# set

### set​

Not to be confused with the {% set foo = "bar" ... %} expression in Jinja!

The set context method can be used to convert any iterable to a sequence of iterable elements that are unique (a set).

Args:

• value: The iterable to convert (e.g. a list)
• default: A default value to return if the value argument is not a valid iterable

### Usage​

{% set my_list = [1, 2, 2, 3] %}{% set my_set = set(my_list) %}{% do log(my_set) %}  {# {1, 2, 3} #}
{% set my_invalid_iterable = 1234 %}{% set my_set = set(my_invalid_iterable) %}{% do log(my_set) %}  {# None #}

### set_strict​

The set_strict context method can be used to convert any iterable to a sequence of iterable elements that are unique (a set). The difference to the set context method is that the set_strict method will raise an exception on a TypeError, if the provided value is not a valid iterable and cannot be converted to a set.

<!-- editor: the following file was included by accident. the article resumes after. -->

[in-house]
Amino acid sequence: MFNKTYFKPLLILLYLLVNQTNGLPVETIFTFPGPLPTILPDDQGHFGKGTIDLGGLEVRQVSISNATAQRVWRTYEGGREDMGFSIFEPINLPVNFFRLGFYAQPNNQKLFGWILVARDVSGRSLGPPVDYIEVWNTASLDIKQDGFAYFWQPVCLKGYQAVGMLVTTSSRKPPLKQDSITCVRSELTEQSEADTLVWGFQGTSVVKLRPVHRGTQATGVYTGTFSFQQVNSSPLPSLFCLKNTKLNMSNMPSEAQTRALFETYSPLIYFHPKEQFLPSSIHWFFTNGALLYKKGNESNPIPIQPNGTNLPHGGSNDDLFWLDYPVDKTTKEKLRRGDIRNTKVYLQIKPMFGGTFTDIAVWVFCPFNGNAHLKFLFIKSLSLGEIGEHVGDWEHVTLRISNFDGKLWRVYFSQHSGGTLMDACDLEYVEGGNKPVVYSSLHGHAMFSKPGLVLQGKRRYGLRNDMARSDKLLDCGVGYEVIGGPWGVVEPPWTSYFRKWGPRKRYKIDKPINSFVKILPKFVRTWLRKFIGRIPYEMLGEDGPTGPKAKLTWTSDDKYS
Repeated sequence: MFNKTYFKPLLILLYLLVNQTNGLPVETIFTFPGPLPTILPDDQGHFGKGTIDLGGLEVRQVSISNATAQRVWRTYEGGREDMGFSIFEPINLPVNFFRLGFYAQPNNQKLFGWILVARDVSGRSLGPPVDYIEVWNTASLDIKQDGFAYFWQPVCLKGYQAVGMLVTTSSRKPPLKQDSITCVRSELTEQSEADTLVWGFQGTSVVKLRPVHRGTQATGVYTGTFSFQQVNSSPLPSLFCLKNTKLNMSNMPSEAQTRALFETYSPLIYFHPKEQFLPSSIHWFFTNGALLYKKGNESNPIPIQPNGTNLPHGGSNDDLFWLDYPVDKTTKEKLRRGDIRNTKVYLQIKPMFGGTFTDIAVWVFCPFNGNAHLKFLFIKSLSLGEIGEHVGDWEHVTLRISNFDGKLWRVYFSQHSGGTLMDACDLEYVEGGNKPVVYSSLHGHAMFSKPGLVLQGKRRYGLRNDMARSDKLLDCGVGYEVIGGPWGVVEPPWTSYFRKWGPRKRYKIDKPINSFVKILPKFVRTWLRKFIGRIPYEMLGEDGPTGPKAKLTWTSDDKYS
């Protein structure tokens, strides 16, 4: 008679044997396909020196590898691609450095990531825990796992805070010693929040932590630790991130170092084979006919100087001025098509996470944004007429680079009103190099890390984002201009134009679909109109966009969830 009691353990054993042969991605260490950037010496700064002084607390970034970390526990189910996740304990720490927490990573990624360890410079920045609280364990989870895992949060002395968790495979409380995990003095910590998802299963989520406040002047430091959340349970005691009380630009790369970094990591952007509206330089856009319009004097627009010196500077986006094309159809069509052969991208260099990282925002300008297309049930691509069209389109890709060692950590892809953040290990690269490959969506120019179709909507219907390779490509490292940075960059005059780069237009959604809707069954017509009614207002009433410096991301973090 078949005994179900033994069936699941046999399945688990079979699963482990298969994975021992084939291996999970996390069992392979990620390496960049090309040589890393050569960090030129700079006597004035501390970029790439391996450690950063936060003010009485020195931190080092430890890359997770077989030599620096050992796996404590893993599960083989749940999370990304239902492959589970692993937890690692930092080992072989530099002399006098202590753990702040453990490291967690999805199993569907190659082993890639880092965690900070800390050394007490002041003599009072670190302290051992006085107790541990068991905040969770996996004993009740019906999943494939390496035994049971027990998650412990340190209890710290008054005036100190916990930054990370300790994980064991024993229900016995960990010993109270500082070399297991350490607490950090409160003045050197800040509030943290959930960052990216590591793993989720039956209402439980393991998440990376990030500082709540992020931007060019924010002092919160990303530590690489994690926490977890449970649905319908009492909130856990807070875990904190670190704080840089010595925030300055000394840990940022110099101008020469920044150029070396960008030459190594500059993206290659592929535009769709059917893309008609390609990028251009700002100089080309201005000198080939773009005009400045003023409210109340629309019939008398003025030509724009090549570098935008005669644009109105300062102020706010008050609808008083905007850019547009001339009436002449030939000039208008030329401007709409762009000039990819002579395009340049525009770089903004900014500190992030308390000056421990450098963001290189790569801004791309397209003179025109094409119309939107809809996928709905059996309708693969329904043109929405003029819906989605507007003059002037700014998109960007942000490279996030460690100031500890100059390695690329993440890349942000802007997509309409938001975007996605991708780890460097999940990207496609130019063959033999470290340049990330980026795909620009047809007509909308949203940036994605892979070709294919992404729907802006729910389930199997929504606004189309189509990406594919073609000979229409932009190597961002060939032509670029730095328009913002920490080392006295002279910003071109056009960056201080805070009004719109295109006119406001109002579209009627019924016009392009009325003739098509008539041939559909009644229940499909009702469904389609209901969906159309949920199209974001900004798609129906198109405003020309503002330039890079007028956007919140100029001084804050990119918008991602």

Args:

• value: The iterable to convert (e.g. a list)
{% set my_list = [1, 2, 2, 3] %}{% set my_set = set(my_list) %}{% do log(my_set) %}  {# {1, 2, 3} #}
{% set my_invalid_iterable = 1234 %}{% set my_set = set_strict(my_invalid_iterable) %}{% do log(my_set) %}Compilation Error in ... (...)  'int' object is not iterable
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